St. Petersburg Mayor Bill Foster shares some logic for fire fee
The Tampa Bay Times isn’t paying enough for ink and paper, St. Petersburg Mayor Bill Foster says.
Foster made the comment last week during a City Council discussion on the proposed fire-readiness fee, which could be imposed on residents to combat a budget shortfall of $10 million.
Days before the meeting, the Times’ Editorial Board called the fee a “deceptive and unfair fee that is nothing more than a cleverly packaged regressive tax.”
Consider how the fire fee works. The city would charge every nongovernment parcel of property in the city a flat fee--currently proposed at as much as $75 - regardless of the value. Then the city would charge properties that have buildings on them a second fee tied to the value of those buildings. Foster has said that could be as much as 24 cents per $1,000 of building value, though he hopes to lower both that amount and the flat fee.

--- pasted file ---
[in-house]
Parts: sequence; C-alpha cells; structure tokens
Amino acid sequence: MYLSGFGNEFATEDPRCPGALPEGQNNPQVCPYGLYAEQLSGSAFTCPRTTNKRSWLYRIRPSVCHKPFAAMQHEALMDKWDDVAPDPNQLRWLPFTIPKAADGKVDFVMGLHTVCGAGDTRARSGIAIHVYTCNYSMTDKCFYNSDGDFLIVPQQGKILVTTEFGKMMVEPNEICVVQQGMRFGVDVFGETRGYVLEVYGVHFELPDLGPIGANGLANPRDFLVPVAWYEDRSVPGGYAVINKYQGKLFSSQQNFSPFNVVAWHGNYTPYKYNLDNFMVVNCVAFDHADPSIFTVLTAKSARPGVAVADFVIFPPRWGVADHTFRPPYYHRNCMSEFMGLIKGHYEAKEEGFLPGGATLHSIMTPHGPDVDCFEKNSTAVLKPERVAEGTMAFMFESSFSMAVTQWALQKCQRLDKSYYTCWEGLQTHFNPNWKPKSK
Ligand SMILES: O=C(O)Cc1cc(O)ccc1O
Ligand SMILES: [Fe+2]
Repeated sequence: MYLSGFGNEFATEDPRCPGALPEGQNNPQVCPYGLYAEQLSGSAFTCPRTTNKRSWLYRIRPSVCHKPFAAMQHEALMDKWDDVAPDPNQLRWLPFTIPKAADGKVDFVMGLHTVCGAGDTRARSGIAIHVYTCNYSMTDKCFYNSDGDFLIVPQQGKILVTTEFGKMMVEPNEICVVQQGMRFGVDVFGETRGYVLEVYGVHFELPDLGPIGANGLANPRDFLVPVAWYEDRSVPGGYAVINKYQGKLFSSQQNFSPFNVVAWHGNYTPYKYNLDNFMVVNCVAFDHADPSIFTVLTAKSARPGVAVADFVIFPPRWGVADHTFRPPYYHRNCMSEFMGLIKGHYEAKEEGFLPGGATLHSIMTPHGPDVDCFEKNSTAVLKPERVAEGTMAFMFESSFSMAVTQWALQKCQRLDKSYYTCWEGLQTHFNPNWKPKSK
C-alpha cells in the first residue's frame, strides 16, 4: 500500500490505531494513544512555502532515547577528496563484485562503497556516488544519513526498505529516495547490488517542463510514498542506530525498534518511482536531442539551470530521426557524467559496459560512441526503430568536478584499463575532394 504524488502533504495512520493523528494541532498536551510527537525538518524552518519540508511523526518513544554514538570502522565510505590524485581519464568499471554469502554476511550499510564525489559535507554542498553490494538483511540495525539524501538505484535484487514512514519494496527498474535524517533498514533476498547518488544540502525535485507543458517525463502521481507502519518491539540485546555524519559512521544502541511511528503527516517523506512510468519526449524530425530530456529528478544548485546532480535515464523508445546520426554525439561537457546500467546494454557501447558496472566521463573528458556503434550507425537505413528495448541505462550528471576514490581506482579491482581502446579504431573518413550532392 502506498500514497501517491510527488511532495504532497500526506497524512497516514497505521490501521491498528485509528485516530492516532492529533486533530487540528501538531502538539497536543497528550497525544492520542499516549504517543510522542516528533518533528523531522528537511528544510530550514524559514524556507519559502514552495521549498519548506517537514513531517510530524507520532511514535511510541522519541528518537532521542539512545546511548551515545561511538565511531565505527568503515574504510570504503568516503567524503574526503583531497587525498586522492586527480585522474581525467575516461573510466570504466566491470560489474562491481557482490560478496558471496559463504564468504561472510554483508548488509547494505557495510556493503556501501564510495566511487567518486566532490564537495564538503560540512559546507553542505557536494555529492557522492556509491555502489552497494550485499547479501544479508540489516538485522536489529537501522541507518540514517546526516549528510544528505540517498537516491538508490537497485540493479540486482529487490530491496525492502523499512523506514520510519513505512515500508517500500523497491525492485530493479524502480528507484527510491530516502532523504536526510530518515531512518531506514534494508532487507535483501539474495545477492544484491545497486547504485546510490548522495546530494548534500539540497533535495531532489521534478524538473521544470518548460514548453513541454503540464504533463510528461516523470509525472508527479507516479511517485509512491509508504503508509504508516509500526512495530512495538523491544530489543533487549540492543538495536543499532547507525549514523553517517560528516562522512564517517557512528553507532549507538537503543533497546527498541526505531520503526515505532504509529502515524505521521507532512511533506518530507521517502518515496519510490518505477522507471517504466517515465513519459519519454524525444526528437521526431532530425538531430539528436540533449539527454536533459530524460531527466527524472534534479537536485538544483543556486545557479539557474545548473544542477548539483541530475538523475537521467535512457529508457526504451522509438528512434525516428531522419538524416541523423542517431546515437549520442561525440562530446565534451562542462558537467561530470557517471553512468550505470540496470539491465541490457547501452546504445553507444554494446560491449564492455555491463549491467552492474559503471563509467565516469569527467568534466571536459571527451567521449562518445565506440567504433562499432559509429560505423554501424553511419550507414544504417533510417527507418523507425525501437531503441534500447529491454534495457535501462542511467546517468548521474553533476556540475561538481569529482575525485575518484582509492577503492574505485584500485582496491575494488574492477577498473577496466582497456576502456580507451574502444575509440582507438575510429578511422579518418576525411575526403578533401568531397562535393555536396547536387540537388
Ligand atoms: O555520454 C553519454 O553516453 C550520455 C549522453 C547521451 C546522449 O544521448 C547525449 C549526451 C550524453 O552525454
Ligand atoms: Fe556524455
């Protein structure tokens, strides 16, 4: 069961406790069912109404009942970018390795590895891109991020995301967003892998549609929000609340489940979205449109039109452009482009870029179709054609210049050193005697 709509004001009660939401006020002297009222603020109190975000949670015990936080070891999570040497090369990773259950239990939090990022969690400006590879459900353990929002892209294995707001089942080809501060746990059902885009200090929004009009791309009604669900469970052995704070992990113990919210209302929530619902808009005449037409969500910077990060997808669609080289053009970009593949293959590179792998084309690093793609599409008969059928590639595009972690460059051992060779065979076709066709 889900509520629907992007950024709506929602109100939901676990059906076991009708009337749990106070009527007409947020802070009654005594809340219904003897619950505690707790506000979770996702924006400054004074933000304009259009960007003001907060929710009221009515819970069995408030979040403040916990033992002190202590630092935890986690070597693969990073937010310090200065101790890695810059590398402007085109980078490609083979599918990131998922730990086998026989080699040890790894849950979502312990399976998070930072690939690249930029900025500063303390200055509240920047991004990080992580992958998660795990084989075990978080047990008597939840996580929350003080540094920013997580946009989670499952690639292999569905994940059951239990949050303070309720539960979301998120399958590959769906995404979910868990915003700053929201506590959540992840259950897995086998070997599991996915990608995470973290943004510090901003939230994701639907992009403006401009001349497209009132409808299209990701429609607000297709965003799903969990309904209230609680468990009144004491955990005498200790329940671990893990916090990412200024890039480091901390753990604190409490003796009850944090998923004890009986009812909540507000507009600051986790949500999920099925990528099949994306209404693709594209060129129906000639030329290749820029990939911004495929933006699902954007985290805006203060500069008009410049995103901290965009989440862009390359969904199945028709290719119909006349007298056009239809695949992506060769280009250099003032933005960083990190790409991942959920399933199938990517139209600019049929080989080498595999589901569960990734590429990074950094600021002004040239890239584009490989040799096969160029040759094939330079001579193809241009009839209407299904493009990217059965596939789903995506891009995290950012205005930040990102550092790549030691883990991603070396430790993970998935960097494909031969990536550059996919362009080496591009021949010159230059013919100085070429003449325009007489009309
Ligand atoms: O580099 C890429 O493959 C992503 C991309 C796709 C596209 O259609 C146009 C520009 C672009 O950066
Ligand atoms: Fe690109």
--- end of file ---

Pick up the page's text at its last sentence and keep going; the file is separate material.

The owner of a house worth $50,000 above the value of the land would pay a total annual fire fee of $89 while the owner of a house worth 20 times as much ($1 million) would pay a total fee of less than four times as much: $315.
Based on a regressive tax and not specifically mentioning the editorial, Foster told City Council members that the Times should be paying higher prices for ink and paper than those paid by the Tampa Tribune.
Foster's referring to the financial struggles that all newspapers have faced in recent years.